The UN Committee on the Elimination of Discrimination against Women ruled in favour of Cecilia Kell, an indigenous Canadian, in her complaint on discrimination against Canada.
In 1990, Cecilia Kell, an aboriginal woman from the Northwest Territories, returned to her community of Rae-Edzo after attending college. The mother of three had left her children in the care of relatives, hoping to be reunited with them once she had established herself and secured a home for her family.
When the local housing authority made lodging available to indigenous people under a special scheme, Kell decided to apply. She was living with her partner, one of the Directors of the Housing Authority Board at the time who, once hearing of the scheme, attempted to apply in his own name. After his application was rejected because he was not a member of the Rae-Edzo community, the housing authority advised Kell to list both herself and her partner in her application. This proved successful as a house was assigned to them as co-owners.
Over the three years that followed the acquisition Kell experienced spousal abuse and her situation worsened when she got a job and became financially independent.
In 1993, the Northwest Territories Housing Corporation, the state agency administering the earmarked properties in the locality, removed Kell’s name from the Assignment Lease at the request of her partner and without her knowledge or consent. Two years later, Kell was evicted from her home by her partner.
Over a period of ten years Kell fought to regain her property rights through the Canadian legal system. She filed three consecutive suits with different legal aid lawyers assigned to each case. Shortly after the first suit, Kell’s former partner was diagnosed with cancer and died before the end of her legal battle. By the time she filed the third action, the property had been sold by her partner’s estate.
In 2008, contending that she had exhausted all domestic remedies, Kell filed an individual complaint* against Canada through the UN Committee on the Elimination of Discrimination against Women, claiming to be the victim of violations of a number of articles of the Convention on the Elimination of All Forms of Discrimination against Women (CEDAW).
The complaint registered by Kell claimed, in particular, that Canada had “failed to ensure that its agents refrain from engaging in any act or practice of discrimination against women, when they removed [Kell’s] name from the lease without her consent.”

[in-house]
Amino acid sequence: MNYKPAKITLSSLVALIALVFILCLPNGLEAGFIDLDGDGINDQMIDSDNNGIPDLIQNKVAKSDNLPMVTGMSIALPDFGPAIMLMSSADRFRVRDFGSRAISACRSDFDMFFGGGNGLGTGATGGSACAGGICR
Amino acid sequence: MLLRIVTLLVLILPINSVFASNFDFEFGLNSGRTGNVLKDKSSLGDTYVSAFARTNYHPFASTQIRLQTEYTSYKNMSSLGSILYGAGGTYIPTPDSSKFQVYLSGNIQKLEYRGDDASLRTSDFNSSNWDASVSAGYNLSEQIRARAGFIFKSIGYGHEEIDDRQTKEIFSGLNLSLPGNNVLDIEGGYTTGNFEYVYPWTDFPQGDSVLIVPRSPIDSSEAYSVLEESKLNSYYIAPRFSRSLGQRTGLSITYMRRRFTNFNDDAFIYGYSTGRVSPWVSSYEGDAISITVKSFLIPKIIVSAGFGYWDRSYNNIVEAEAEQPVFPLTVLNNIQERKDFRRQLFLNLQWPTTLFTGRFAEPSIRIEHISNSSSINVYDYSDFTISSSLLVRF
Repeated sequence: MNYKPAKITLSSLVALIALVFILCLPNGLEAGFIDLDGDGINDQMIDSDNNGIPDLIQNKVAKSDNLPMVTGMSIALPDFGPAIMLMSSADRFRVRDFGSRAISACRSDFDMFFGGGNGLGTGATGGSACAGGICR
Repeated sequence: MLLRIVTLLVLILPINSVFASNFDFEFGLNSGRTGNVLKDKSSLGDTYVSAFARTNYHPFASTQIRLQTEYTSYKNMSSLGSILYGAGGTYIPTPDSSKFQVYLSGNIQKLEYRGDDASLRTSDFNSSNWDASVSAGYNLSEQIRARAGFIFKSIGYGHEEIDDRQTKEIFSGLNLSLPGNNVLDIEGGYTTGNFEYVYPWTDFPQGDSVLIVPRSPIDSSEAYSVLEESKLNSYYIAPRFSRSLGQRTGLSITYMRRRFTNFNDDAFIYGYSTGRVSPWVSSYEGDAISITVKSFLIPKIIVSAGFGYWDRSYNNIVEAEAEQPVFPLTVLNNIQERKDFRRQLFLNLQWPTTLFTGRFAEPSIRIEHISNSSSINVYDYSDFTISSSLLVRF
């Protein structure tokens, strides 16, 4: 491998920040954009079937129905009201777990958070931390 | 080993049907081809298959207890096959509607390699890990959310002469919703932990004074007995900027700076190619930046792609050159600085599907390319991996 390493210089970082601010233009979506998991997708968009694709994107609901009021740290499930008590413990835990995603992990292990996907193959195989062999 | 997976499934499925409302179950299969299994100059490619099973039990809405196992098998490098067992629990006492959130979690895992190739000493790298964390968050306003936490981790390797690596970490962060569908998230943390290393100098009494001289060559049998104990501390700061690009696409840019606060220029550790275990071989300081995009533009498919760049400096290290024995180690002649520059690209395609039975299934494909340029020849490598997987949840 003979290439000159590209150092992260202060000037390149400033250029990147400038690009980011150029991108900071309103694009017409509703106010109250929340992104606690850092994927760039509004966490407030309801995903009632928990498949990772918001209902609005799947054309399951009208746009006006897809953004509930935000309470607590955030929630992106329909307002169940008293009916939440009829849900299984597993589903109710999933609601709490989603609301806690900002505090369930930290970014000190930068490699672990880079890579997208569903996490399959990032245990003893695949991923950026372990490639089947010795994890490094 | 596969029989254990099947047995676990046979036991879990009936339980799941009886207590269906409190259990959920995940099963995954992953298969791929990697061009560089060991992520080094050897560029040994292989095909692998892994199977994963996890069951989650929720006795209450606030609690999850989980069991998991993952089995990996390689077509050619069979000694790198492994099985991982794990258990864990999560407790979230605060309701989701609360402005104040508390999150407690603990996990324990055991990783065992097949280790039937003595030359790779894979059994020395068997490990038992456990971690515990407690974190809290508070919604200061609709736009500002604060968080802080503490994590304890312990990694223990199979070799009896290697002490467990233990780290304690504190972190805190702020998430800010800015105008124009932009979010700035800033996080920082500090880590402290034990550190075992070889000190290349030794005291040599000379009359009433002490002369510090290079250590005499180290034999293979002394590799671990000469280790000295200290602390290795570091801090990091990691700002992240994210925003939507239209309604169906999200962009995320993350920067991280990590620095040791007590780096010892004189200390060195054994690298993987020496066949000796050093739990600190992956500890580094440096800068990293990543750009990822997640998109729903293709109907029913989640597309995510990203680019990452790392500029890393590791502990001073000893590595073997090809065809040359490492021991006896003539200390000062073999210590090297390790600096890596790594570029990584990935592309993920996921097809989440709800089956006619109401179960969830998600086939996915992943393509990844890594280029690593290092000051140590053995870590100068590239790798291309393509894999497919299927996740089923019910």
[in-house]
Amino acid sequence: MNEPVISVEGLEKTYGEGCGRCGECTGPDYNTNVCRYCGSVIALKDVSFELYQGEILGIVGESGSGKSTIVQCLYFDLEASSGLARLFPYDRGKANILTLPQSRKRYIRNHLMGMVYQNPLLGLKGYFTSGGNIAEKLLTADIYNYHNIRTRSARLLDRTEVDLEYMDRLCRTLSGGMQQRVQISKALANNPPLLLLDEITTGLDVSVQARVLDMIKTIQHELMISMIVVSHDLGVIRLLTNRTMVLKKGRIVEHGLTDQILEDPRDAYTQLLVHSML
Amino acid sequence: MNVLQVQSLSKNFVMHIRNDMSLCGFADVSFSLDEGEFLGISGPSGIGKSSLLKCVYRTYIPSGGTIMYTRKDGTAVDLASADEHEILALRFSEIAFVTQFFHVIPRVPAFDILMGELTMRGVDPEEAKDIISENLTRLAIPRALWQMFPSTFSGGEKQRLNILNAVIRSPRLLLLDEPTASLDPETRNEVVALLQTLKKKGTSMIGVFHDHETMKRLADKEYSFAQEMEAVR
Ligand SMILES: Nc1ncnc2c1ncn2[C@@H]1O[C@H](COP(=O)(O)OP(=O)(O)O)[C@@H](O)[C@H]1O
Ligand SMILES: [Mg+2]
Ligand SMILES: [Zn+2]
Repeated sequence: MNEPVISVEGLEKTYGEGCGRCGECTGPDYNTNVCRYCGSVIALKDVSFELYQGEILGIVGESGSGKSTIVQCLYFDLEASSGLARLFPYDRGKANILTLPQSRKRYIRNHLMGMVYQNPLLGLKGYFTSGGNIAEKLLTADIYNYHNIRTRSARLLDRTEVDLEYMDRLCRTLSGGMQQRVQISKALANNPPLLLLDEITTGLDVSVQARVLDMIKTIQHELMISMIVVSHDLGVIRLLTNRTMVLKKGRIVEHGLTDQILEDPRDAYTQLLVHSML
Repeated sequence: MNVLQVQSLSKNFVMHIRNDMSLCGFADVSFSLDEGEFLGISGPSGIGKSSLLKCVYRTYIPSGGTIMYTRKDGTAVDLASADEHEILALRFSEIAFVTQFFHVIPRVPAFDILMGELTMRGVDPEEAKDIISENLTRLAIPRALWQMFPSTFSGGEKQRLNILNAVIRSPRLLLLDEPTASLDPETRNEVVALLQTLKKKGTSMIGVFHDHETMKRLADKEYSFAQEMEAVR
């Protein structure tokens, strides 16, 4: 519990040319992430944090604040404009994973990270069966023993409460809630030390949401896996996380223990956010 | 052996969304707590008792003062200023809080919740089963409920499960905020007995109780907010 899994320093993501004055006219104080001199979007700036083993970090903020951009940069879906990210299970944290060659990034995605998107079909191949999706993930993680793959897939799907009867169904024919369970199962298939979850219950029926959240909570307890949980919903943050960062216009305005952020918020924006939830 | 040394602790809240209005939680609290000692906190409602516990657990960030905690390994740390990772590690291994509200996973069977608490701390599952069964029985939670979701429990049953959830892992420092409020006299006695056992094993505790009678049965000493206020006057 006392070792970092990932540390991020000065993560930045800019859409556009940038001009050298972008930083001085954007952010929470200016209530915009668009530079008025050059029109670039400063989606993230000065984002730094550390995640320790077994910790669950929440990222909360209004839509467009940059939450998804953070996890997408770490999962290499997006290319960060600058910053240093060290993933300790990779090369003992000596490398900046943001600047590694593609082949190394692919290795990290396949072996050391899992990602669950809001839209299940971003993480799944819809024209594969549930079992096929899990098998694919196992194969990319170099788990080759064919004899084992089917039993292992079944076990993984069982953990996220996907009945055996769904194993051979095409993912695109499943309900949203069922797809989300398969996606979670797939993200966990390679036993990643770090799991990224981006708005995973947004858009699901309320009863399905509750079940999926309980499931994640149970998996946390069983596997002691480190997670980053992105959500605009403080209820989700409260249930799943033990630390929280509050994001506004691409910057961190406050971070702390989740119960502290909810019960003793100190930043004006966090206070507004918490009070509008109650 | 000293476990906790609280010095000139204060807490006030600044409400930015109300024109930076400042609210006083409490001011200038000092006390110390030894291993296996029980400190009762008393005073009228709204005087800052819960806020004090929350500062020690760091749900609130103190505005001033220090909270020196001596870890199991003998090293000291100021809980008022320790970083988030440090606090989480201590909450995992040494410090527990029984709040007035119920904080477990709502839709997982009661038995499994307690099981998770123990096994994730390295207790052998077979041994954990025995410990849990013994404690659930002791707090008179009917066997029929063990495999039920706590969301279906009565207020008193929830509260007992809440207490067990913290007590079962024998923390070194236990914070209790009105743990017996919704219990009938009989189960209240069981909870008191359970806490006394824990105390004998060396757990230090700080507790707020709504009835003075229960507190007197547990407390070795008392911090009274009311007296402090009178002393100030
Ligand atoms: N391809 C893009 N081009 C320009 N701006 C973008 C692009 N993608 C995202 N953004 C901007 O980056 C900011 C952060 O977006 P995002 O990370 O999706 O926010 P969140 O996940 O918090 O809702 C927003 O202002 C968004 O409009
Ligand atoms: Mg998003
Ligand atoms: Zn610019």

“She […] submits that the State party has contravened article 16, paragraph 1(h),of the Convention as it failed to ensure that its agents afford the same rights to her in comparison to her partner’s rights in respect of ownership, acquisition, management, administration and enjoyment of the property.”
The Committee concluded that Kell’s property rights had been prejudiced due to a public authority acting with her partner, and that she had been discriminated against as an aboriginal woman. The Committee also found that Canada had failed to provide Kell effective legal protection when she sought to regain her property rights.
The Committee established that Canada, as party to the Convention and its Optional Protocol, had failed to fulfil its obligations under articles 1, 2 and 16 and that it should provide monetary compensation and housing matching what Kell was deprived of. The Committee also recommended recruiting and training more aboriginal women to provide legal assistance, as well as review Canada’s legal system to ensure that aboriginal women victim of domestic violence have effective access to justice.
* Five of the human rights treaty bodies (the Human Rights Committee, the Committee on the Elimination of Racial Discrimination, the Committee against Torture, Committee on the Elimination of Discrimination against Women and the Committee on the Rights of Persons with Disabilities) may, under particular circumstances, consider complaints or communications from individuals who wish to complain about the violation of their rights.
16 July 2012